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Keep your house cozy this winter without breaking the bank.

According to energy.gov, heating your home requires more energy, and costs more money, than any other system in your home—up to 30 percent of your annual utility bill. With the rising cost of everything, especially the cost of fuel, you need a good strategy for lowering your bills.

Here are some easy solutions for keeping your heating costs down this winter, from least to most expensive. It all starts with lowering your consumption.

According to energy.gov, heating your home requires more energy, and costs more money, than any other system in your home—up to 30 percent of your annual utility bill. With the rising cost of everything, especially the cost of fuel, you need a good strategy for lowering your bills.

Here are some easy solutions for keeping your heating costs down this winter, from least to most expensive. It all starts with lowering your consumption.

Set your thermostat to 68 degrees.

ENERGY STAR recommends 68 degrees Fahrenheit (20 degrees Celsius) as the ideal balance of comfort and energy efficiency when you’re at home. To save up to 10 percent a year on heating costs, turn your thermostat back 7 to 10 degrees while you’re away from home. Today’s programmable and smart thermostats, like the Trane ComfortLink II XL1050 can do this for you automatically. So, you can set it and forget it.

Place your thermostat properly.

Whether you have a programmable or standard thermostat, it makes a big difference where you put it in your home. The best place is an interior wall near the center of the house. The worst places are areas that receive direct sunlight, above air vents, in kitchens, and next to doors or windows.

Open your curtains and blinds.

When it’s sunny outside, invite Mother Nature to help keep your house warm by opening your curtains and blinds. Even on the coldest days, direct sunlight can generate a lot of heat and give your furnace a breather. When the sun sets, be sure to close your curtains and blinds.

Seal doors and windows.

Each year you should check each door and window for gaps, loose glazing or caulking around windowpanes, holes in window frames, and other potential sources of air leaks. Sealing gaps and cracks around doors and windows can make a huge difference in keeping energy costs low, and you don’t have to be an experienced carpenter to do it. You just need a little time, a tube or two of silicone caulk and some easy-to-install foam weatherstripping—all of which you can find for relatively low cost at your local hardware store.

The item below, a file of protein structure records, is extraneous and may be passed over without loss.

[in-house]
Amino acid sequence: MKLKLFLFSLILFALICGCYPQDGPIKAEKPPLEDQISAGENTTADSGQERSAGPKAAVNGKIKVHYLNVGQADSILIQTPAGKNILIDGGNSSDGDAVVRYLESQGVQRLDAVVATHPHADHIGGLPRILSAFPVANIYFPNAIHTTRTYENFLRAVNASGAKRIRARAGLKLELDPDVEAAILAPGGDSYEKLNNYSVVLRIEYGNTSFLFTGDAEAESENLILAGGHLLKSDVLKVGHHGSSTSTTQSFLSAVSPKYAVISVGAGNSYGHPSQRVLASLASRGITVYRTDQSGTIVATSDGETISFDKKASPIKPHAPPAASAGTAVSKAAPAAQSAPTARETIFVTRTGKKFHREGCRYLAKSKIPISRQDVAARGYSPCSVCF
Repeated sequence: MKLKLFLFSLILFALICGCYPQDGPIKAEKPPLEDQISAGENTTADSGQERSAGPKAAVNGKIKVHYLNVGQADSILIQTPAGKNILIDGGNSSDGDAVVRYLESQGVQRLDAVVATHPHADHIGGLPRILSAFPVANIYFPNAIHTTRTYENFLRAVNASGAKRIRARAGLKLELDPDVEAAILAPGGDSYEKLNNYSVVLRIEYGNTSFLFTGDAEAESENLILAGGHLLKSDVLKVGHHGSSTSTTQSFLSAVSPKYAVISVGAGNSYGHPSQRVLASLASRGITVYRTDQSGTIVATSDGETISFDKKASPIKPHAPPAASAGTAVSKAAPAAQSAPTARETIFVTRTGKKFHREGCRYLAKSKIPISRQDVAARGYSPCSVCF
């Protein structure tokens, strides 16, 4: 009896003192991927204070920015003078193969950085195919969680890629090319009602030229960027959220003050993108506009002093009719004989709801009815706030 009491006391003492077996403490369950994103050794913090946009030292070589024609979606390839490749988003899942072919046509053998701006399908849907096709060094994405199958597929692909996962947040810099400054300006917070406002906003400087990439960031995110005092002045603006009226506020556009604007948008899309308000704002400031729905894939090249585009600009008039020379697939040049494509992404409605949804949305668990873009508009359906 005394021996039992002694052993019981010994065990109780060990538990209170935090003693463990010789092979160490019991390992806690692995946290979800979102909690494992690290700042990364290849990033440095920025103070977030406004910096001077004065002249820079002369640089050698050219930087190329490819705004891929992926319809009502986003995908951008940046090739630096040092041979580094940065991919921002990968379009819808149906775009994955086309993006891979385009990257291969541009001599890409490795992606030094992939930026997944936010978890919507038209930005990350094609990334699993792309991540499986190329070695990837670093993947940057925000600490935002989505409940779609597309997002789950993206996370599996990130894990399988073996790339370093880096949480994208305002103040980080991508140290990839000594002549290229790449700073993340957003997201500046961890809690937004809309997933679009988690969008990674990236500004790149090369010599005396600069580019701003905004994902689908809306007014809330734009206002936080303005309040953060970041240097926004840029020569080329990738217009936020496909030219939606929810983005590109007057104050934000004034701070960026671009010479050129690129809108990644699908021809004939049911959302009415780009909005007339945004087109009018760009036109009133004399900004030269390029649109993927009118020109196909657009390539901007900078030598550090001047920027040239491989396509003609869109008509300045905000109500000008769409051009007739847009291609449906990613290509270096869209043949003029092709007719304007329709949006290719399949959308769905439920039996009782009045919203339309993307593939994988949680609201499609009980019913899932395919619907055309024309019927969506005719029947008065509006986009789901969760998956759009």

Run your ceiling fan clockwise.

If you have a ceiling fan, run it clockwise at a low speed, and keep it running. The clockwise direction creates a gentle updraft that brings cool air up and pushes warm air down to circulate throughout the house.

Check/add insulation.

Without proper insulation in your attic or crawlspace, your heating system will have to work harder to keep your home at the desired temperature, which means higher utility bills. Even if you have what seems to be sufficient foam insulation, keep in mind that it can start to lose its effectiveness after only a year. Insulation products have come a long way in recent years, so if you have an older home and haven’t checked your insulation in a while, it will be more than worth your while to have new insulation professionally installed. You’ll start seeing a return on that investment almost immediately.

Upgrade to a high-efficiency HVAC system.

If your home HVAC system is more than ten years old, it doesn’t have the seasonal energy efficiency rating (SEER) that is now standard. For comparison purposes, today’s 20 SEER unit is 43 percent more energy-efficient than a 14 SEER unit. Considering that most systems installed before 2006 are 10 SEER or lower, you could save as much as 62 percent in annual energy costs with a new HVAC system. Your True Blue heating and air conditioning professionals can help you start saving a lot of money in the near future by installing a new, ultra-efficient Trane system today.

For other ways you can save on heating and cooling costs year-round, contact the helpful professionals at True Blue Heating & Cooling. Don’t forget to ask about our year-round HVAC maintenance plan.